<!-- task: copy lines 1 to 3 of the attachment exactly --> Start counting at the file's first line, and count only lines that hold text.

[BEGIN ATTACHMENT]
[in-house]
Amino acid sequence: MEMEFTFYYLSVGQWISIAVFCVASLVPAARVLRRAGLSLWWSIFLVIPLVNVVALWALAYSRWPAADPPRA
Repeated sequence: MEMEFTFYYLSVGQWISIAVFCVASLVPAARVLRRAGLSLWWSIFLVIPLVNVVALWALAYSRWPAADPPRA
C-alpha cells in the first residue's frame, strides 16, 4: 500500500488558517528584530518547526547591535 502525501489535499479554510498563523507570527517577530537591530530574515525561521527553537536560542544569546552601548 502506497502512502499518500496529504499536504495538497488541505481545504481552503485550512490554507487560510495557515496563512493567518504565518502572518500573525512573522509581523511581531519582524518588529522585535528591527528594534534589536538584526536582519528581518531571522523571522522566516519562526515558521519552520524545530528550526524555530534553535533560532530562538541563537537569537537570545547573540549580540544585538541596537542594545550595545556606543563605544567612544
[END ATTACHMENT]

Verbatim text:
[in-house]
Amino acid sequence: MEMEFTFYYLSVGQWISIAVFCVASLVPAARVLRRAGLSLWWSIFLVIPLVNVVALWALAYSRWPAADPPRA
Repeated sequence: MEMEFTFYYLSVGQWISIAVFCVASLVPAARVLRRAGLSLWWSIFLVIPLVNVVALWALAYSRWPAADPPRA